Chad Lipton

Chad Lipton is currently starting a business delivering clean energy services in Cote d’Ivoire. Previously, Chad worked for National Geographic where he managed a grant program to fund entrepreneurs delivering innovative energy solutions to communities facing economic, climate change, environmental and other challenges. In 2013, Chad submitted the winning idea to be the subject matter for National Geographic's challenge competition, called the Terra Watt Prize. He helped develop the prize objective, which is to address the challenges of energy access by facilitating the flow of capital between entrepreneurs and investors and also to identify viable business models.

Before National Geographic, Chad worked for Elysian Energy as an energy auditor, carrying out site visits and analysis in the residential energy field. Prior to Elysian Energy, Chad worked in the field of carbon management, where he performed site verification for greenhouse gas emission reduction projects. From 2004-07, Chad worked as an environmental health specialist in Africa carrying out water and sanitation projects in Côte d’Ivoire and Mozambique. Chad has master’s degrees in Environmental Health Science and International Relations from The Johns Hopkins University.

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When conservationist Willie Smits got married in North Sulawesi, Indonesia, in 1980, the dowry cost six sugar palm trees, a fact that intrigued him. The six trees equaled almost one month’s income for most locals. What made sugar palms so valuable? That question ultimately led Smits on a quest to maximize the tree’s value for…

This November 8 will mark the one-year anniversary of Typhoon Yolanda, the devastating storm that claimed at least 6,300 lives and displaced millions more. In Tacloban, one of the hardest-hit areas southeast of Manila, the destruction is still evident: A cement house lies partially submerged in the ocean. Large ships are grounded right next to…

Loan guarantees have been around since at least the 1940s, when the U.S. government backed loans for homes, farms and businesses for World War II veterans. More recently, the U.S. government has used loan guarantee programs to support the development of clean energy. Projects including the large Ivanpah solar facility in California’s Mojave Desert, a…

National Geographic helped advance the cause of sustainable energy for off-grid communities by crowning the winners of the Terra Watt Prize — the first competition of its kind — on June 11 in Washington, D.C. As torchbearers for cleaner, safer, and cheaper energy alternatives for the global poor, co-champions Mera Gao Micro Grid Power (MGP)…

More than 1.3 billion people, or approximately one-fifth of the world’s population, live without access to an electrical grid. That is roughly five times the number of people living in the United States, a country that is so plugged-in that access to electricity is all but taken for granted. In places without electricity, kerosene has…

Less than 25 percent of the population has access to electricity in the small West African country of Benin (map). In rural areas, the rate is even lower. Without an alternative, locals use kerosene for lighting needs, which contributes to health problems and is very costly. Climate conditions create challenges for Benin as well. In…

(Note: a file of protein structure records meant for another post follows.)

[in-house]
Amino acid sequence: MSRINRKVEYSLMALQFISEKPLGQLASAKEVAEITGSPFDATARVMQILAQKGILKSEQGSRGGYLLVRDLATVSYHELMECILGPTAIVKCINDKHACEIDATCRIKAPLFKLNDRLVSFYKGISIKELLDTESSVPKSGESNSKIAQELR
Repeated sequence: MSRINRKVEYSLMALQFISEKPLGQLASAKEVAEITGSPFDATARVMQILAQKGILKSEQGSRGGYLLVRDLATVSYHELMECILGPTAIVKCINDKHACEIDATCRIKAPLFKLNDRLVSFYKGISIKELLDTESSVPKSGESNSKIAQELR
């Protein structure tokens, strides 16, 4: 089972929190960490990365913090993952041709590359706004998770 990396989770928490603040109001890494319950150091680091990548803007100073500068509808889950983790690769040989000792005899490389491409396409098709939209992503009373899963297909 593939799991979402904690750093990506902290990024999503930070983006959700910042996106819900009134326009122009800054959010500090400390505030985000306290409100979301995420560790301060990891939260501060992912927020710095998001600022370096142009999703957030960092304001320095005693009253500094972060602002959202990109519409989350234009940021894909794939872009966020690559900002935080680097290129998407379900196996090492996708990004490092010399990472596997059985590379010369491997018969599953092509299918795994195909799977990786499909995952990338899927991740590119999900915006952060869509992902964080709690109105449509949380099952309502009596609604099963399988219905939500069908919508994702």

Progress in developing new energy technology typically has a longer time horizon than can be measured in little more than three years, but the ARPA-E program is already showing early signs of success. Created in 2007, ARPA-E began funding energy technology projects in 2009. By November 2012, ARPA-E’s total portfolio had reached $770 million, which…

Fewer than 16 percent of people in Tanzania have access to electricity from the grid. In rural areas, that figure drops below 3 percent. Yet most families deprived of electricity live within a short distance of the grid. MIT-educated physicist Jamie Yang has been working to address the electricity problem. Three years ago, he founded…

Harvesting Energy in Eastern Uganda

In recent years, farmers in eastern Uganda have had to endure dire conditions that have caused them to lose three to four harvesting seasons in a row. Severe drought in 2007 was followed by several periods of flooding. Large swaths of their land were deforested for political reasons and for providing cooking fuel to sustain…

In recent years, the people of western Kenya have been feeling the painful effects of climate change and deforestation. As the practice of chopping down trees for fuel wood continued, “deforestation was getting worse,” says resident Salim Shaban. Removing trees compromises nutrient and water retention in soils, and nutrients lost in the runoff can pollute…

“This is not an engineering discussion. It is a humanities one,” Bruce Oreck, U.S. Ambassador to Finland, told an auditorium full of engineers this week at the World Renewable Energy Forum in Denver. Paraphrasing great thinkers such as Aristotle, Einstein, and Newton, Oreck said, “Words don’t just describe what we think. They shape what we…

Earlier this week, top scientists released a paper urging governments to take restorative steps for the planet’s ecosystem. Faced with today’s challenges, “Society has no choice but to take dramatic action,” the authors write. They note the important role that energy –- and particularly reliance on fossil fuel — plays in climate change, biodiversity loss…

In today’s polarized climate, it is not uncommon to hear opposition to anything labeled climate-friendly or green. But confronting inaccurate and unfair arguments requires constant effort, and the trend toward complacency is dangerous. According to Jigar Shah of the Carbon War Room at the American Renewable Energy Day (AREDAY) conference in Aspen last week, if…